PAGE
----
Millais's painting, The Blind Girl, features an idyllic portrait of a blind street musician and her sister.
The heroine of Olive has a spinal deformity that allows her to lead an unconventional life.
Charlotte Yonge's family drama, The Pillars of the House features a lame female artist.
Anthony Trollope's Barchester Towers features a femme fatale with a mysterious injury, Signora Neroni.
Wooden legs were often associated with lower class men in the nineteenth century, as in Our Mutual Friend.
Martin Tupper's "The Stammerer's Complaint" explores the male melancholy of stuttering.
in Anthony Trollope's The Bertrams, a female character is stigmatized by a prosthetic eye.
Eadward Muybridge's photographs from Animal Locomotion feature nude male and female subjects with unusual mobility patterns.
John Halifax, Gentleman explores male friendship and disability.
Gender played a crucial role in the perception of disability in the nineteenth century. As Martha Stoddard Holmes writes:
The distinction between abled and disabled bodies in Victorian culture (and our own) was produced partly in terms of the distinction between men and women and beliefs about what 'naturally' characterized each gender; the place where the two distinctions overlap is often the place where the meaning of disability is created in most influential and resilient ways. For example, if what distinguishes men from women is that the latter stay home and make money, the disabled woman's difference is often imaginitively marked by her working (or roaming the streets for alms), by the difficulty of her having her own home, and by the "impossibility" of her marrying and having children. The disabled man's difference, correspondingly, is that he either is tied to the domestic sphere or else roams the streets without a regular workplace... (Fictions of Affliction 94)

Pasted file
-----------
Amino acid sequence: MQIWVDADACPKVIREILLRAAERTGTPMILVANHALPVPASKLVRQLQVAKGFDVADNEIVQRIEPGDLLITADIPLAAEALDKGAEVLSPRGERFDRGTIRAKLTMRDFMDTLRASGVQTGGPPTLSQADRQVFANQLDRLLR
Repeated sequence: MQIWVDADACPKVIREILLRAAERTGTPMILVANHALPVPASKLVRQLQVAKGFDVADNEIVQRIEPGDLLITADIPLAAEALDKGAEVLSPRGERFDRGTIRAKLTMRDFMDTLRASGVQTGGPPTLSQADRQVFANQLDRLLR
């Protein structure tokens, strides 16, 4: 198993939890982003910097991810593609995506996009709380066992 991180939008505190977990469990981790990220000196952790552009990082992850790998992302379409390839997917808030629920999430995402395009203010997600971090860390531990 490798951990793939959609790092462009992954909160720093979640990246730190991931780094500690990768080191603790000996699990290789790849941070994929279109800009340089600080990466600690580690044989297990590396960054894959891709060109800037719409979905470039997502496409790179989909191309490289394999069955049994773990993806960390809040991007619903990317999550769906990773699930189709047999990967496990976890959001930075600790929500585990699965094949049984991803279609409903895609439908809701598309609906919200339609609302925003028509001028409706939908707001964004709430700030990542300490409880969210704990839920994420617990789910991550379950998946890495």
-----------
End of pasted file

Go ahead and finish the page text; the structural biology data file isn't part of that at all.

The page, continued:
In this section, you can discover how disability affected nineteenth-century perceptions of womanliness and manliness, sometimes in ways that were freeing, as when Dinah Craik's disabled heroine, Olive, becomes an artist because she believes she will never marry, and sometimes in ways that were more troubling, as when Dickens's Silas Wegg's wooden leg acts as a marker of his lower class masculine status.